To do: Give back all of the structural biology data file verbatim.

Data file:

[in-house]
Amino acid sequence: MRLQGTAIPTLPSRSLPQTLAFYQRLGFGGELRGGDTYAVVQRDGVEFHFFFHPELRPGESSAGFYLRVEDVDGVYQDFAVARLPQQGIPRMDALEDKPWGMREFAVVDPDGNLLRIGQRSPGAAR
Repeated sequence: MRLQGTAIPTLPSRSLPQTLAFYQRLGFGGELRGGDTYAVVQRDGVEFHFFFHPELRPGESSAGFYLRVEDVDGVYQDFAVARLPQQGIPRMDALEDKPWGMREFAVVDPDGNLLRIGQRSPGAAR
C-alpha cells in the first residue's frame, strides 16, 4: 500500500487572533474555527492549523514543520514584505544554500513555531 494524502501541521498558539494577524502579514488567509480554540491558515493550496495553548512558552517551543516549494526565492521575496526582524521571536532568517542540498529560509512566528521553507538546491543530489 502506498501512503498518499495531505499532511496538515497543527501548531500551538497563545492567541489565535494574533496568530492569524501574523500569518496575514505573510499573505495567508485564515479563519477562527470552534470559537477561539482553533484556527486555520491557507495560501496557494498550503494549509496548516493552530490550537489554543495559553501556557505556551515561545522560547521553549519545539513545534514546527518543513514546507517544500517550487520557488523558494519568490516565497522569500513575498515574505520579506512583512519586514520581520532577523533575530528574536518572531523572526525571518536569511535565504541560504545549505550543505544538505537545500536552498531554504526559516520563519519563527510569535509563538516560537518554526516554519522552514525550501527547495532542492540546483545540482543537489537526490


[in-house]
Amino acid sequence: MRLQGTAIPTLPSRSLPQTLAFYQRLGFGGELRGGDTYAVVQRDGVEFHFFFHPELRPGESSAGFYLRVEDVDGVYQDFAVARLPQQGIPRMDALEDKPWGMREFAVVDPDGNLLRIGQRSPGAAR
Repeated sequence: MRLQGTAIPTLPSRSLPQTLAFYQRLGFGGELRGGDTYAVVQRDGVEFHFFFHPELRPGESSAGFYLRVEDVDGVYQDFAVARLPQQGIPRMDALEDKPWGMREFAVVDPDGNLLRIGQRSPGAAR
C-alpha cells in the first residue's frame, strides 16, 4: 500500500487572533474555527492549523514543520514584505544554500513555531 494524502501541521498558539494577524502579514488567509480554540491558515493550496495553548512558552517551543516549494526565492521575496526582524521571536532568517542540498529560509512566528521553507538546491543530489 502506498501512503498518499495531505499532511496538515497543527501548531500551538497563545492567541489565535494574533496568530492569524501574523500569518496575514505573510499573505495567508485564515479563519477562527470552534470559537477561539482553533484556527486555520491557507495560501496557494498550503494549509496548516493552530490550537489554543495559553501556557505556551515561545522560547521553549519545539513545534514546527518543513514546507517544500517550487520557488523558494519568490516565497522569500513575498515574505520579506512583512519586514520581520532577523533575530528574536518572531523572526525571518536569511535565504541560504545549505550543505544538505537545500536552498531554504526559516520563519519563527510569535509563538516560537518554526516554519522552514525550501527547495532542492540546483545540482543537489537526490